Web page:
In January 1942, Kenesaw Mountain Landis (1866-1944), the national commissioner of baseball, wrote a letter to President Roosevelt in which he asked if professional baseball should shut down for the duration of the war.
In what came to be known as the “green light” letter, Roosevelt responded that professional baseball should continue operations, as it was good for the country’s collective morale and would serve as a needed diversion.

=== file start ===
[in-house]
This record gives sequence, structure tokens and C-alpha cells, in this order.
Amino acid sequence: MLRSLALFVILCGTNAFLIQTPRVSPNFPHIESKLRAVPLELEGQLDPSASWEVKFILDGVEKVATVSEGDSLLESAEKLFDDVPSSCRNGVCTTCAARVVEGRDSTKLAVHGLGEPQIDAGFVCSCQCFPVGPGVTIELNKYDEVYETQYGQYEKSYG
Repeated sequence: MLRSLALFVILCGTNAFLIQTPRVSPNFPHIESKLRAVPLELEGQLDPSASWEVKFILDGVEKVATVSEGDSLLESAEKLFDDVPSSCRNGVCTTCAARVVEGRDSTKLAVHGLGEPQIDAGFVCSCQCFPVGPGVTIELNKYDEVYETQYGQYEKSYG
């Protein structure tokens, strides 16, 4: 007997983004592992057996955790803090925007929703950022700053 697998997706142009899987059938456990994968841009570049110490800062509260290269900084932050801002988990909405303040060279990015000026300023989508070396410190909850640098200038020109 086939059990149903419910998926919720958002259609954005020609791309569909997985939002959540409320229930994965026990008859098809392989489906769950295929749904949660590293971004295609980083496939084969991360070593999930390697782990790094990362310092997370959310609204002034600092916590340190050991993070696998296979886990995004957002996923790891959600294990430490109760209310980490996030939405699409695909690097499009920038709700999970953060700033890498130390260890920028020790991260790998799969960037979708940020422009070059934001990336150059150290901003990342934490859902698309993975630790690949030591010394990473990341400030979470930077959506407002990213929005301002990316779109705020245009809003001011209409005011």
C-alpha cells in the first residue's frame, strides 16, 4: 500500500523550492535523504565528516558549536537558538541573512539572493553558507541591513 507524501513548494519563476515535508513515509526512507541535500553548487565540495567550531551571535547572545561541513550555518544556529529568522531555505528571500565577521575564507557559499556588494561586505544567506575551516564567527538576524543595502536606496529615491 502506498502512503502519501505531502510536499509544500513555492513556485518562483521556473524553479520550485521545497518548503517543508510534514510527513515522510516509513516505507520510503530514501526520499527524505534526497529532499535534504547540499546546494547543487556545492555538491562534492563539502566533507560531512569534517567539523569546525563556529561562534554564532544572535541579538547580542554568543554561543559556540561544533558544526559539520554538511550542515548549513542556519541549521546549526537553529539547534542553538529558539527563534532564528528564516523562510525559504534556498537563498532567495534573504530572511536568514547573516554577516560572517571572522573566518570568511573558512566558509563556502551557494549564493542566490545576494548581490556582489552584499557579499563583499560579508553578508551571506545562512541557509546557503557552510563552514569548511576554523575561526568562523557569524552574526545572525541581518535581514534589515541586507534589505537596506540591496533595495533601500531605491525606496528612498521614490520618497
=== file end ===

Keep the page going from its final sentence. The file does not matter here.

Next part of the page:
During the war, 95 percent of all professional baseball players who donned major league uniforms during the 1941 season were directly involved in the conflict. Future Hall of Famers Bob Feller (1918-), Hank Greenberg (1911-86), Joe DiMaggio (1914-99)
and Ted Williams (1918-2002) exchanged their baseball jerseys for military fatigues. Feller, in fact, enlisted in the U.S. Navy one day after Pearl Harbor. Because baseball was depleted of so many able bodies, athletes who otherwise likely never would have made the big…
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